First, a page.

Allingham, Cedric

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Allingham, Cedric

Elusive author of the book Flying Saucers from Mars (1954), published a year after the remarkable claims of George Adamski in his influential book, written with Desmond Leslie, Flying Saucers Have Landed (1953).

Cedric Allingham's book claimed that while the author was on a caravan holiday near Lossiemouth, Scotland, in February 1954, he saw a flying saucer and met its Martian pilot. The book included a soft focus photograph of a back view of the alien moving away. Coming so soon after Adamski's book, both books initiated scores of similar "contactee" claims. While flying saucer fans welcomed Allingham's book, skeptics denounced it as a hoax.

The case against the genuineness of the book was strengthened by the fact that attempts to contact the author by other investigators /span> proved fruitless. At the time the book was published in October 1954, Allingham was said to be touring the United States planning to meet Adamski. His publisher then claimed that Allingham was suffering from tuberculosis in a Swiss sanitarium. A few months later, Allingham was said to have died.

Apart from Allingham's publishers, the only other named human contactee was said to have been a fisherman named James Duncan, however Duncan proved just as elusive as Allingham. In 1969 Robert Chapman, a perceptive critic, claimed in his own book Unidentified Flying Objects that Allingham never existed and that the story was "probably the biggest UFO leg-pull ever perpetrated in Britain." Chapman discovered that Allingham was supposed to have lectured to a flying saucer group in Kent, England, and a photograph purporting to be of Allingham standing by "his 10-inch reflecting telescope" appeared as frontispiece to Flying Saucers from Mars.

The hoax was finally resolved in 1986 by journalists Christopher Allan and Steuart Campbell in an article in the journal Magonia. Allan and Campbell claimed that Allingham's book was a hoax perpetrated by a British astronomer Patrick Moore, who presents the popular television series "The Sky at Night." Moore had claimed to know Allingham and to have met him at a lecture on UFOs given at a club in Tunbridge Wells, Kent. Allan and Campbell conducted a careful comparison between the Allingham book and the writings of Moore. They found significant similarities of words, phrases, and references, but also some puzzling differences. They concluded that more than one individual was involved in the writing of the book.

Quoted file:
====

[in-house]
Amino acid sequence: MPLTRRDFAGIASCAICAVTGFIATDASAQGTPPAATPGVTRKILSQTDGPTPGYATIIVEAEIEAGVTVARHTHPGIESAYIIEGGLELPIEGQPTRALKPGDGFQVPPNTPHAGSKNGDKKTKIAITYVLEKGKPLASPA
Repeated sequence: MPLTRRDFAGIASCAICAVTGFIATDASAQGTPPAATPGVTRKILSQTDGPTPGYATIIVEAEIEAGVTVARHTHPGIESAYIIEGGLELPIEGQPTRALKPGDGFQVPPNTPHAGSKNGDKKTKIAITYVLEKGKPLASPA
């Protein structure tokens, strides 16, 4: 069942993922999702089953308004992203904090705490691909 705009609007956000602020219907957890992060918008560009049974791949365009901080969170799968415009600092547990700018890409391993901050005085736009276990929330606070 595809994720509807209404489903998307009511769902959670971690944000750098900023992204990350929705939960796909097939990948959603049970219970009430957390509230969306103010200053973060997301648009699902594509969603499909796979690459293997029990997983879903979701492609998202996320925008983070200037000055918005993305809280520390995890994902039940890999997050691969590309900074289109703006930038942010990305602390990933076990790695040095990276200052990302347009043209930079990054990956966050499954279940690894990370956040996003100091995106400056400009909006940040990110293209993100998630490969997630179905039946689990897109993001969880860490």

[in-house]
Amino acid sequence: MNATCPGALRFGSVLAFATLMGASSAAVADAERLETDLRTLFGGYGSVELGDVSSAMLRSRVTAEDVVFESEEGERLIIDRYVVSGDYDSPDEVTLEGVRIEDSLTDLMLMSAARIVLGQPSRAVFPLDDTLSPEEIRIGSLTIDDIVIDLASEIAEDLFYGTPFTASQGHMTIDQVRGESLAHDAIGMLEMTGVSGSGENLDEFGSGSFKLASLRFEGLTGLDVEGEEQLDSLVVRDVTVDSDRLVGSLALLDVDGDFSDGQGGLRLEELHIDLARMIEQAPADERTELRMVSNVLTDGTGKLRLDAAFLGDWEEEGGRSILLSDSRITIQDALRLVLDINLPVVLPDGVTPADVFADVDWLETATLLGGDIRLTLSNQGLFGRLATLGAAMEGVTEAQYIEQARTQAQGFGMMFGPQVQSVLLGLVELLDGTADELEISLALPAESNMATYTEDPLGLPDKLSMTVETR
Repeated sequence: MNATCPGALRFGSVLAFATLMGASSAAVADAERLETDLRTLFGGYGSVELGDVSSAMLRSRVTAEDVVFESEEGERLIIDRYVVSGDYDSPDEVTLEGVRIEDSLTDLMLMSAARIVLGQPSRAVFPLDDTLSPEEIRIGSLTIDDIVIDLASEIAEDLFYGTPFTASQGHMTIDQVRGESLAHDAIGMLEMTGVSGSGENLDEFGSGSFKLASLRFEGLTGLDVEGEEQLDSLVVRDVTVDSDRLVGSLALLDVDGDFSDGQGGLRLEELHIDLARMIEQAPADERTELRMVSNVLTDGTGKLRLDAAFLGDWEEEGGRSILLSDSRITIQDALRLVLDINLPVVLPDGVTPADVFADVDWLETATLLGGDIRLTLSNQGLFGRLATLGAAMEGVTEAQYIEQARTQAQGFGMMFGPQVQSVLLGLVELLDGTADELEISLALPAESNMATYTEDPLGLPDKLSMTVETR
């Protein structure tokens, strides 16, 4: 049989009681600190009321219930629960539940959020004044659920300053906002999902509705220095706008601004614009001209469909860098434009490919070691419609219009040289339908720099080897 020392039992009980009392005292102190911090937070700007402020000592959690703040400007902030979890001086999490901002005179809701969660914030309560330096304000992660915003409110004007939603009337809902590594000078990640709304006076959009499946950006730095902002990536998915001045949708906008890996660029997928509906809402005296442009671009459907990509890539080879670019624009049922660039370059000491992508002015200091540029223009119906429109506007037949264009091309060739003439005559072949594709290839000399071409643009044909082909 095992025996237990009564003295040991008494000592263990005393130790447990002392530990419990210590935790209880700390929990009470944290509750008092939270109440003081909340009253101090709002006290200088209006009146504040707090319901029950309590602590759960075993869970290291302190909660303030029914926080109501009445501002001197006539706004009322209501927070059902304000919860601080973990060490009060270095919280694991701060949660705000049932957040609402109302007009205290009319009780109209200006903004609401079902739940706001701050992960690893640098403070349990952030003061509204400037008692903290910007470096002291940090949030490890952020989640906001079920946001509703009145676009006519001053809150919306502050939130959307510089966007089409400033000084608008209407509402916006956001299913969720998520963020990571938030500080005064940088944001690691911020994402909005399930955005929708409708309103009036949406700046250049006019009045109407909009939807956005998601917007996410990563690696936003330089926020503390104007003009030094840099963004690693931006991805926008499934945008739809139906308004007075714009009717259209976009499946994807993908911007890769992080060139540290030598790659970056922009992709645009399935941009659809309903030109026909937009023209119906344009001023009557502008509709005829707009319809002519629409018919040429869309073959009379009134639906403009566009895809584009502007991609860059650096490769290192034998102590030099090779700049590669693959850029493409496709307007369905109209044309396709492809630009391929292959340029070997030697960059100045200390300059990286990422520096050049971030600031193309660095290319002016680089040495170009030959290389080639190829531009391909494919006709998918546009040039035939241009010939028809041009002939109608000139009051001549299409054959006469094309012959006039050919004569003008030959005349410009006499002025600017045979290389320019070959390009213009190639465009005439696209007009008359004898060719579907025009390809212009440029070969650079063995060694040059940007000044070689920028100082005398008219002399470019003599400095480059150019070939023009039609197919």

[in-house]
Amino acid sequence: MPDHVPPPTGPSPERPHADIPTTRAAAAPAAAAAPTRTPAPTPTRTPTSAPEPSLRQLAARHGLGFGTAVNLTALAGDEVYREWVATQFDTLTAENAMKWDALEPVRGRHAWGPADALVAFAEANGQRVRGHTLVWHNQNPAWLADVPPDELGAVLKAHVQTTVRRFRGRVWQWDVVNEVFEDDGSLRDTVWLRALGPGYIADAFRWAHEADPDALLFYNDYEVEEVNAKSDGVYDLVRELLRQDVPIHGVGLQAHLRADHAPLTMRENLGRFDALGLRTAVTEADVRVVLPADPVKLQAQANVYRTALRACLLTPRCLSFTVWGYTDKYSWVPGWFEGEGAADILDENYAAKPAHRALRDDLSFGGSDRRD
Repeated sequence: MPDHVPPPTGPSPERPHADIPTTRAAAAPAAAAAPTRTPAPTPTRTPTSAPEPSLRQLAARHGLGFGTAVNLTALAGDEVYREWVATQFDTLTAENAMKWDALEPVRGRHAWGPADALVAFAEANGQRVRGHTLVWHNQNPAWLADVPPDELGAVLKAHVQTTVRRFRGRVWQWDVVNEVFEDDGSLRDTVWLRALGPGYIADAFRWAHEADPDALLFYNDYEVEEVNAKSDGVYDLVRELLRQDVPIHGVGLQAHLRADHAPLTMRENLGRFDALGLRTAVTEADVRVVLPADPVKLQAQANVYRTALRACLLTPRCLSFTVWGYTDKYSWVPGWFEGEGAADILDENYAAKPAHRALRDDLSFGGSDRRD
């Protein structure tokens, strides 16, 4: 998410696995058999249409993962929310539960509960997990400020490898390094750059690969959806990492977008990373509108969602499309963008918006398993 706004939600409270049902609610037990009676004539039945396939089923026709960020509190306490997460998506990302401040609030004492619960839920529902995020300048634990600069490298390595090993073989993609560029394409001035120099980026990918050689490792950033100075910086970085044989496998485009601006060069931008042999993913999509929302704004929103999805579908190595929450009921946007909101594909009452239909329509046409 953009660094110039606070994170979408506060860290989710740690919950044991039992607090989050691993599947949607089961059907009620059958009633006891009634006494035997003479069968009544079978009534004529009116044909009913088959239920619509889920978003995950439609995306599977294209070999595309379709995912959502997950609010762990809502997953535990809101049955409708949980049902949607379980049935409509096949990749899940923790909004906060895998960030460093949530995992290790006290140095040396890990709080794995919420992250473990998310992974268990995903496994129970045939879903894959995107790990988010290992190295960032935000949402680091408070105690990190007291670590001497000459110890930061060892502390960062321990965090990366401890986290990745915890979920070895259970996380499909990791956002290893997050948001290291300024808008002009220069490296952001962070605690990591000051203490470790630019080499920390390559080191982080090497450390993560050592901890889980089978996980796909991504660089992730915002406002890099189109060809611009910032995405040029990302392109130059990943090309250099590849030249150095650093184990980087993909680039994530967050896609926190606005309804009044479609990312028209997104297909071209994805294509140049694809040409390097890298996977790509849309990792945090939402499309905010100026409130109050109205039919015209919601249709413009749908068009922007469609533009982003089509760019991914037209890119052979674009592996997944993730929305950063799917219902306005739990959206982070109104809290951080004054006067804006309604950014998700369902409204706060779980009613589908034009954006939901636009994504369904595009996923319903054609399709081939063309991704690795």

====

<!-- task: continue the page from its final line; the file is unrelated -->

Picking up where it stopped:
Although the publishers refused to disclose the identity or whereabouts of "Allingham," they agreed to forward a letter from Allan and Campbell, asking for details of identity. The letter was returned with the remark on the envelope "not known here for at least twelve years." However, the envelope itself identified the name and address to which the letter had been sent! Allan and Campbell were thus able to contact the individual, Peter Davies, who had been living only nine miles from the home of Patrick Moore in East Grinstead, Sussex. When contacted at a later address, Davies admitted that he had been involved with the book Flying Saucers from Mars, that it was written by someone else whom he would not name, but that his task had been to revise the book to conceal the style, and that the frontispiece photograph of "Allingham" was actually of himself in disguise. He also admitted that he had given the lecture to the flying saucer group in Kent, in company with a knowledgeable "assistant" (i.e., Moore) whom he would not name. It also transpired that Davies was an old friend of Patrick Moore.

Allan and Campbell compared the photograph of "Allingham" standing by the side of the 10-inch reflecting telescope with a photograph of the 1½-inch reflector telescope belonging to Patrick Moore, taken in his garden in East Grinstead, Sussex. The telescope and the background of trees, shrub, and a garden seat matched.

The question of Allingham's identity was finally resolved; however, Moore never acknowledged his role in the hoax. Immediately after the 1986 article exposing his initiation of the affair, he tried to refute the idea and threatened to sue any who perpetuated it. He soon lapsed into silence and ufologists discovered that his authorship of the Allingham book was somewhat of an open secret among British scientists. Moore in fact had a long history of poking fun at contactee claims and had written many letters to Cosmic Voice, the periodical of the Aetherius Society, which included mention of scientists with names such as L. Puller or Dr. Huizenass.


Allen, Christopher, and Steuart Campbell. "Flying Saucer from Moore's?" Magonia vol. 23 (July 1986): 15-18.

Allingham, Cedric [Patrick Moore]. Flying Saucer from Mars. London: Frederick Muller, 1954.

Chapman, Robert. Unidentified Flying Objects. London: Arthur Barker, 1969.